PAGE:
Beaumont located the Pillars of Heracles at Northern Ireland’s Giant’s Causeway along with its counterpart on the Isle of Staffa in Scotland(h). This suggestion was revived(k) nearly twenty years ago by veteran forum contributor ‘Jameske’ and more recently by Marco Goti. This identification has now also been adopted by Alberto Majrani(i). However, the first to associate the Giant’s Causeway with Atlantis was probably John Whitehurst (1713-1788)(j). James McCulloh (1793-1870) noted [1588.30] that General George Vallancey was disposed to support Whitehurst’s association of the Giant’s Causeway with ‘lost Atalantis’.
In addition, Beaumont was convinced that 18th Dynasty Pharaohs ruled the Welsh Britons. The foreword to the ‘Key’ is available online(d) as is a 1949 newspaper review(e).
In an earlier work he had identified ancient Britain as Atlantis and claimed that Atlantis was destroyed by a cometary impact in 1322 BC. This book introduced Beaumont as possibly the first British catastrophist, who expanded on this subject of celestial collisions in a subsequent book.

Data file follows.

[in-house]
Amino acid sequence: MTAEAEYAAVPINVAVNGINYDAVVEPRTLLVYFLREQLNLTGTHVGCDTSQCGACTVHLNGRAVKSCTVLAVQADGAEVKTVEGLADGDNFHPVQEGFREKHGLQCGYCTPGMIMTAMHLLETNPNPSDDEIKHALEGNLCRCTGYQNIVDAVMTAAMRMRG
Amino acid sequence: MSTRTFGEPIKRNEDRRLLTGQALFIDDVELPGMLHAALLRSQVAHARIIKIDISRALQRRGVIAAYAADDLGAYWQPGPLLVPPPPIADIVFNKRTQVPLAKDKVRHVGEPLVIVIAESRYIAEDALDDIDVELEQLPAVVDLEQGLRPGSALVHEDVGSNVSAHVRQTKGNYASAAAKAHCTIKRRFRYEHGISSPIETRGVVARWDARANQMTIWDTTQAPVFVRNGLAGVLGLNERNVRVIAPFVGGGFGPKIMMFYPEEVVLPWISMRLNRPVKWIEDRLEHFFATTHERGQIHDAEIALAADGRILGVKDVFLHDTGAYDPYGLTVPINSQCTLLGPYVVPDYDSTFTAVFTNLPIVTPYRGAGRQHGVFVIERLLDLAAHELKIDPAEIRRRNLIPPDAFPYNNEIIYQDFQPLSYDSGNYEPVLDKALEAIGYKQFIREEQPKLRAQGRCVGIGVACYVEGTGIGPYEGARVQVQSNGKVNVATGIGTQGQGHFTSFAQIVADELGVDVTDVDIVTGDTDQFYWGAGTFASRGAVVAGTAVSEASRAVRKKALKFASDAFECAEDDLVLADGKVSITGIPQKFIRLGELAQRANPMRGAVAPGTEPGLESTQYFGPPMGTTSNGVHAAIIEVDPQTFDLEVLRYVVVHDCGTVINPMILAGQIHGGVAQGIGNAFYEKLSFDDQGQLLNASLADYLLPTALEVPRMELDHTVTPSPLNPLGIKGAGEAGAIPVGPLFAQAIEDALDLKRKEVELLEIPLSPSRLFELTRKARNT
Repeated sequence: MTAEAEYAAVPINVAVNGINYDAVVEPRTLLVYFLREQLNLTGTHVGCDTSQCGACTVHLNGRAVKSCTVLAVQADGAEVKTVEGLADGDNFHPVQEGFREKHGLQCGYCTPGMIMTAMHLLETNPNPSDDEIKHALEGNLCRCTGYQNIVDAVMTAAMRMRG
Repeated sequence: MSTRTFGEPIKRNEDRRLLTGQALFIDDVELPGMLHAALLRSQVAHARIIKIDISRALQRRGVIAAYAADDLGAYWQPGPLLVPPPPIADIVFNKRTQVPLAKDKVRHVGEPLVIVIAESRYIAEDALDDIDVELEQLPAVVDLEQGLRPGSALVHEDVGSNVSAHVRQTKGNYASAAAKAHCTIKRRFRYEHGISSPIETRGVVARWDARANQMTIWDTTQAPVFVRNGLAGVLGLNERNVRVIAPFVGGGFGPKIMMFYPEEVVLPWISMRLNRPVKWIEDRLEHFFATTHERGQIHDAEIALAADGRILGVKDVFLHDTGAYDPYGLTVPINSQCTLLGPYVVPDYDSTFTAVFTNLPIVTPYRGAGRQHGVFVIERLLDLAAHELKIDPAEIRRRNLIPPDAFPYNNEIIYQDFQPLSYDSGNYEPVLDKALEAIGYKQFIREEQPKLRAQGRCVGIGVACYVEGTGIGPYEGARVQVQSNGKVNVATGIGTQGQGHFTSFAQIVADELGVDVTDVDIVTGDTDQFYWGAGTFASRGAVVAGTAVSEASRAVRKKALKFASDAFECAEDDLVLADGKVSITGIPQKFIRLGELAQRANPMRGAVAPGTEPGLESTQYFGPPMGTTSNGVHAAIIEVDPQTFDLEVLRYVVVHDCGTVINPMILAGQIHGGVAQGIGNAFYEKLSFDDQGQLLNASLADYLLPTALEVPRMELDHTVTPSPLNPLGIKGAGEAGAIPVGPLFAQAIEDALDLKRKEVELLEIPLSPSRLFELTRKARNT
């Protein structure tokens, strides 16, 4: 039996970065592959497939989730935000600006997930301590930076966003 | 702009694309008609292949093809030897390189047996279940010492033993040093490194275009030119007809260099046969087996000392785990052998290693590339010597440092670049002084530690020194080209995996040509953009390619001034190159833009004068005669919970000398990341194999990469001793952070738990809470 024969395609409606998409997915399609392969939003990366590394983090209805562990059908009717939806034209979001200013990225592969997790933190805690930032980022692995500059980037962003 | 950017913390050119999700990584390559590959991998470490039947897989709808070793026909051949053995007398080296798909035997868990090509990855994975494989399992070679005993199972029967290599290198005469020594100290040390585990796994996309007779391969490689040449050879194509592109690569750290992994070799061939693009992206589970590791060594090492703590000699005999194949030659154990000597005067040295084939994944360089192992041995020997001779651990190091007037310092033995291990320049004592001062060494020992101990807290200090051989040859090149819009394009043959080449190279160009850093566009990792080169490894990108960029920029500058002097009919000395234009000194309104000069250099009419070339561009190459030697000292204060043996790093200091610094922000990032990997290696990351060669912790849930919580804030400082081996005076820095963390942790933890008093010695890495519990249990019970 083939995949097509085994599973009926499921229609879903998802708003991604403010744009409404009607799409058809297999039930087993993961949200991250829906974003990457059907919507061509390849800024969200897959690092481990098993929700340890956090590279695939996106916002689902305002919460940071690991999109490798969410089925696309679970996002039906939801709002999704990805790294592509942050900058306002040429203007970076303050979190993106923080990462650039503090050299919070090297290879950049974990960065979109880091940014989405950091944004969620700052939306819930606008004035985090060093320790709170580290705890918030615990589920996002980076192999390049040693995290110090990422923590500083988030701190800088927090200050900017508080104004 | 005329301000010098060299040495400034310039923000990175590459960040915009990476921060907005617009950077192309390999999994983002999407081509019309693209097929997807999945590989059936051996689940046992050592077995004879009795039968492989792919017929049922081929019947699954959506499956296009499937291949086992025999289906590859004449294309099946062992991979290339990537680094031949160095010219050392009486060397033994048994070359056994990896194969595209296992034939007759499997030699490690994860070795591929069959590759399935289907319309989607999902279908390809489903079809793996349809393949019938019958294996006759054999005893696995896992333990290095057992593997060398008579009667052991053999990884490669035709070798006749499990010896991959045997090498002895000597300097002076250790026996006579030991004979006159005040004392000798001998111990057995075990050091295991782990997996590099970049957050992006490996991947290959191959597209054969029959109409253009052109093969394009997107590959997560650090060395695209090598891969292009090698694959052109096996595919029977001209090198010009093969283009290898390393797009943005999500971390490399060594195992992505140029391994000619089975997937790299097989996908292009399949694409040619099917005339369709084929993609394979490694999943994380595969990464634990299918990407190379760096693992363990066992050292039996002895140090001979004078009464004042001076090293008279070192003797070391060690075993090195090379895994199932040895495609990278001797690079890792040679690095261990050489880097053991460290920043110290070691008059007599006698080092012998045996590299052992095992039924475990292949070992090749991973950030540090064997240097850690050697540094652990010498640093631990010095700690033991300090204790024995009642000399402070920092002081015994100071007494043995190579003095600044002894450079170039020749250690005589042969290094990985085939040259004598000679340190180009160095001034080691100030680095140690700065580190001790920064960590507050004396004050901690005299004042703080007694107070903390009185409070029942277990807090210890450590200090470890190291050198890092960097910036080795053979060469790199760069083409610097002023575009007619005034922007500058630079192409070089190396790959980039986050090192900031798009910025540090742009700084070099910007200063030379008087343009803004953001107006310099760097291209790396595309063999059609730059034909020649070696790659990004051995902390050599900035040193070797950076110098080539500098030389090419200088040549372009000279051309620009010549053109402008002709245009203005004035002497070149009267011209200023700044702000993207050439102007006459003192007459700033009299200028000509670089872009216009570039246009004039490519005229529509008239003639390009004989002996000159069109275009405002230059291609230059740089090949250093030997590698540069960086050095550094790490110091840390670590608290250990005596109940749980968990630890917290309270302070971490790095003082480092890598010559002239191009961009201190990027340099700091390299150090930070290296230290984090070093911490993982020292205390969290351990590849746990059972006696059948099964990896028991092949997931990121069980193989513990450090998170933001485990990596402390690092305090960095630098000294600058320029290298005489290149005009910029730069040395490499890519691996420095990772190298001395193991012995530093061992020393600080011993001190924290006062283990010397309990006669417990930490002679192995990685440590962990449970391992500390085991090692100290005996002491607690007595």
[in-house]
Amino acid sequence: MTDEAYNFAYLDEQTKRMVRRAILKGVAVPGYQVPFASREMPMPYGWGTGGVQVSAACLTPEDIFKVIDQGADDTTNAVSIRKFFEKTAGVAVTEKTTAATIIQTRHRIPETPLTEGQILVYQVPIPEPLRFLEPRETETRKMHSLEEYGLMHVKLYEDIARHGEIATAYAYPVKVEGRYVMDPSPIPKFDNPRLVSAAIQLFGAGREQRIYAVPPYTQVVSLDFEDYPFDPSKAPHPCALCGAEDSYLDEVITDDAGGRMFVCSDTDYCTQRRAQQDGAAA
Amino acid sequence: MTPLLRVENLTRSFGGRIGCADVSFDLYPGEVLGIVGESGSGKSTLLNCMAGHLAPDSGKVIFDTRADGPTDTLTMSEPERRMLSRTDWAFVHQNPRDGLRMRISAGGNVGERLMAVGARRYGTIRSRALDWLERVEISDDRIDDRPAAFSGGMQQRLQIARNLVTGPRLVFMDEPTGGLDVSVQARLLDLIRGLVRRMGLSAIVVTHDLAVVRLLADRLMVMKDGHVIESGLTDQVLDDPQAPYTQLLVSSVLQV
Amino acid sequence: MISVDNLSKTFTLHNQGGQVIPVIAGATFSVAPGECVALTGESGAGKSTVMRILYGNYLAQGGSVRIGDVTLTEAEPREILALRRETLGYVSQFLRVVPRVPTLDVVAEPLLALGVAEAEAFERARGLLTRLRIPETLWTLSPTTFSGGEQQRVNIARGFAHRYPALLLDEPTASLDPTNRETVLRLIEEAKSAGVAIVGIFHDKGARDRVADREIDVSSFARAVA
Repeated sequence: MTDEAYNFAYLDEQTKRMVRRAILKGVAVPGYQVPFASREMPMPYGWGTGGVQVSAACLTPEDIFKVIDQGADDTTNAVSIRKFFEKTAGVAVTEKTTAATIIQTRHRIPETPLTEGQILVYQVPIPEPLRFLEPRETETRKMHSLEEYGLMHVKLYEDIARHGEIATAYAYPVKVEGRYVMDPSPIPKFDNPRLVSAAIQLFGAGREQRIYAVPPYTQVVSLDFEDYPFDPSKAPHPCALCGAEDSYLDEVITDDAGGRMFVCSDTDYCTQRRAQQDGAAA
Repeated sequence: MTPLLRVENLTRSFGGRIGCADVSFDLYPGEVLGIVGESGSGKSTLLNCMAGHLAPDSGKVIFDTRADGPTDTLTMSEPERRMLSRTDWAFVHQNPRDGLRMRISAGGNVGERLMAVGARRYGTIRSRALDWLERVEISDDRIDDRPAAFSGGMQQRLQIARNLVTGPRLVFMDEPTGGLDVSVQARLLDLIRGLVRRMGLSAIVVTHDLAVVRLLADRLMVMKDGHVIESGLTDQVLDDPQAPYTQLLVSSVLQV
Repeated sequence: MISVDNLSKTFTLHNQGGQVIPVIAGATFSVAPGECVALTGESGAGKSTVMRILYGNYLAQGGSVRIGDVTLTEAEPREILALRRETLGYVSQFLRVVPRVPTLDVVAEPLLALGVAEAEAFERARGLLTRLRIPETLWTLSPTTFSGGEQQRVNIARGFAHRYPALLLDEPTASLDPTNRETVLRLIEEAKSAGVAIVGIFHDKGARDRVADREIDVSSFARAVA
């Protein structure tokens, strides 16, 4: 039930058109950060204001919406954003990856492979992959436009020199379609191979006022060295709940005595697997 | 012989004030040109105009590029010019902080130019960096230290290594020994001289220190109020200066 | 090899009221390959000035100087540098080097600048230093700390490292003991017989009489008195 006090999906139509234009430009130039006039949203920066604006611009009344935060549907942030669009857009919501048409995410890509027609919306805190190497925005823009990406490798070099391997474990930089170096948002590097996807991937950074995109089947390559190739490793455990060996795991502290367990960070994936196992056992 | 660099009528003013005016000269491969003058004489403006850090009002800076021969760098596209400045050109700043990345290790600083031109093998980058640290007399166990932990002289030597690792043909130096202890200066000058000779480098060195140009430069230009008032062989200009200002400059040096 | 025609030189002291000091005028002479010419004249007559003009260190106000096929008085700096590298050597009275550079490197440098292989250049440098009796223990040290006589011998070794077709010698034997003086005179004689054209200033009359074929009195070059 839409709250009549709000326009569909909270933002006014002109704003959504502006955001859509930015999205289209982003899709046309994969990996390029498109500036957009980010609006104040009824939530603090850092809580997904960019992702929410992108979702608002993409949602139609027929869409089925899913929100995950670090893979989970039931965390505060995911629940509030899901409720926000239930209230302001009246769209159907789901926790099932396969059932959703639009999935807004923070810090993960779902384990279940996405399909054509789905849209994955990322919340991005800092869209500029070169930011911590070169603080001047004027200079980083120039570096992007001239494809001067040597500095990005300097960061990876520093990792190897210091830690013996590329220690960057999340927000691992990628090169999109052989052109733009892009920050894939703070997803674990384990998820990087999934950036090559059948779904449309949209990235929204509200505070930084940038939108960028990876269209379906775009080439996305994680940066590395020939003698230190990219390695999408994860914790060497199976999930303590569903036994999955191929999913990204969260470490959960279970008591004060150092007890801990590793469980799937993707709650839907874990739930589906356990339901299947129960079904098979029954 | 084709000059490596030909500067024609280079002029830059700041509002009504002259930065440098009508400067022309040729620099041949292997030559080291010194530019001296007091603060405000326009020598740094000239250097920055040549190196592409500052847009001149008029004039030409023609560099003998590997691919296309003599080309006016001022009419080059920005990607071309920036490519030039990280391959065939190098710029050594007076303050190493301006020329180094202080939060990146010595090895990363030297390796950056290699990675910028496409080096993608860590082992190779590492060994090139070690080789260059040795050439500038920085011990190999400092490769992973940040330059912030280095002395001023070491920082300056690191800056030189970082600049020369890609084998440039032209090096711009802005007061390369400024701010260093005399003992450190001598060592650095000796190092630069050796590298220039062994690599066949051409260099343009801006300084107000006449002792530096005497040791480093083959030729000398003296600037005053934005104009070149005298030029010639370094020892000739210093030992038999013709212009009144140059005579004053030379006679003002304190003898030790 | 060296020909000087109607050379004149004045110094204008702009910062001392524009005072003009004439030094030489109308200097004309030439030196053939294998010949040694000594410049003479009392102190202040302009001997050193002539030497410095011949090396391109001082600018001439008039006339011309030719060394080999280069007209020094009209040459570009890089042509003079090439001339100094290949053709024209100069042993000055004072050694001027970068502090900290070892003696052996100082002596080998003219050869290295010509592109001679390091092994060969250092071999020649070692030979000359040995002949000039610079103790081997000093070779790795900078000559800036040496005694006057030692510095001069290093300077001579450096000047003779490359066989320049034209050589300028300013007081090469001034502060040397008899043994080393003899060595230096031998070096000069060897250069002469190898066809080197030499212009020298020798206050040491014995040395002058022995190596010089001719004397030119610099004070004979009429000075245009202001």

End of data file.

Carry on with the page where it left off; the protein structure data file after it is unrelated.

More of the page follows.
It has been claimed that Beaumont’s theory of celestial impacts partly inspired Immanuel Velikovsky’s writings, but characteristically, without receiving any recognition from that quarter.
Some years ago Benny J. Peiser drew attention to how Beaumont’s work had been overlooked and probably plagiarised citing a list of 25 similarities between the theories of Beaumont and Velikovsky previously noted by Alfred De Grazia(a).
In 1975, the American psychologist, Robert Stephanos (1925-2011)(c), founded the Comyns Beaumont Society in Philadelphia. Stephanos appears to have accepted Beaumont’s ideas including their more bizarre elements. In 1994 Stephanos published an article in Fate magazine(f), in which he also claimed that Velikovsky had ‘borrowed’ many of Beaumont’s catastrophist ideas.
Beaumont’s books are hard to find, however, all four of them have now been made available as reprints(b) and are a must for students of the history of catastrophism and its part in the Atlantis story.